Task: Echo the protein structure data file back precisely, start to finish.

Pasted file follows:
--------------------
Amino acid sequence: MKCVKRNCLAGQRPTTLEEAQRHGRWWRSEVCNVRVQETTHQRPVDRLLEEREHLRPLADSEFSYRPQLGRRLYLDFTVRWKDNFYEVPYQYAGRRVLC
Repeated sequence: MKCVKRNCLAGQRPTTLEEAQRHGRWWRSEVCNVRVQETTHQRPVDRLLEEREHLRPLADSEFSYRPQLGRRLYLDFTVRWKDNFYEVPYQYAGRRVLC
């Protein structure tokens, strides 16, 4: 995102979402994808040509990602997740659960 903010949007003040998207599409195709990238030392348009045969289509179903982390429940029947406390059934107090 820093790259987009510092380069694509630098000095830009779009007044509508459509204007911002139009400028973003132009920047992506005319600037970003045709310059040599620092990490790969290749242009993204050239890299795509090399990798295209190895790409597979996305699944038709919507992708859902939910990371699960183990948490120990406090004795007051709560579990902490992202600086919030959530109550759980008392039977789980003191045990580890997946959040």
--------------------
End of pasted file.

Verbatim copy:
Amino acid sequence: MKCVKRNCLAGQRPTTLEEAQRHGRWWRSEVCNVRVQETTHQRPVDRLLEEREHLRPLADSEFSYRPQLGRRLYLDFTVRWKDNFYEVPYQYAGRRVLC
Repeated sequence: MKCVKRNCLAGQRPTTLEEAQRHGRWWRSEVCNVRVQETTHQRPVDRLLEEREHLRPLADSEFSYRPQLGRRLYLDFTVRWKDNFYEVPYQYAGRRVLC
């Protein structure tokens, strides 16, 4: 995102979402994808040509990602997740659960 903010949007003040998207599409195709990238030392348009045969289509179903982390429940029947406390059934107090 820093790259987009510092380069694509630098000095830009779009007044509508459509204007911002139009400028973003132009920047992506005319600037970003045709310059040599620092990490790969290749242009993204050239890299795509090399990798295209190895790409597979996305699944038709919507992708859902939910990371699960183990948490120990406090004795007051709560579990902490992202600086919030959530109550759980008392039977789980003191045990580890997946959040």